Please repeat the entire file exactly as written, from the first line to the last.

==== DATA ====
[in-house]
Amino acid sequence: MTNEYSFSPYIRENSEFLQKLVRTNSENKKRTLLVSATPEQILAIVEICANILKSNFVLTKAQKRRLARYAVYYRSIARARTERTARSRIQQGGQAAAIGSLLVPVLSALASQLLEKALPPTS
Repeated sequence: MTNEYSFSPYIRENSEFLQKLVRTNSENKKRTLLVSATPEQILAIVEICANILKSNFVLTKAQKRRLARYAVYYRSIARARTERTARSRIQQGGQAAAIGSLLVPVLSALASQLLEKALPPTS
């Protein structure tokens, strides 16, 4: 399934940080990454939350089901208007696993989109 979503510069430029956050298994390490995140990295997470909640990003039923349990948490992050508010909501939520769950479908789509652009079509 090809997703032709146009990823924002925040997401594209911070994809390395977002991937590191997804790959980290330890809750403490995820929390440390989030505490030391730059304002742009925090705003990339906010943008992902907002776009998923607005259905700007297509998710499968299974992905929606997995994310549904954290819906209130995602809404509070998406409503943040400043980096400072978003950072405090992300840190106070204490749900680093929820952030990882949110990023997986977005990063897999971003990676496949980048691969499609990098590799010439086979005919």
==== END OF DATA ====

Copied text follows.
[in-house]
Amino acid sequence: MTNEYSFSPYIRENSEFLQKLVRTNSENKKRTLLVSATPEQILAIVEICANILKSNFVLTKAQKRRLARYAVYYRSIARARTERTARSRIQQGGQAAAIGSLLVPVLSALASQLLEKALPPTS
Repeated sequence: MTNEYSFSPYIRENSEFLQKLVRTNSENKKRTLLVSATPEQILAIVEICANILKSNFVLTKAQKRRLARYAVYYRSIARARTERTARSRIQQGGQAAAIGSLLVPVLSALASQLLEKALPPTS
């Protein structure tokens, strides 16, 4: 399934940080990454939350089901208007696993989109 979503510069430029956050298994390490995140990295997470909640990003039923349990948490992050508010909501939520769950479908789509652009079509 090809997703032709146009990823924002925040997401594209911070994809390395977002991937590191997804790959980290330890809750403490995820929390440390989030505490030391730059304002742009925090705003990339906010943008992902907002776009998923607005259905700007297509998710499968299974992905929606997995994310549904954290819906209130995602809404509070998406409503943040400043980096400072978003950072405090992300840190106070204490749900680093929820952030990882949110990023997986977005990063897999971003990676496949980048691969499609990098590799010439086979005919």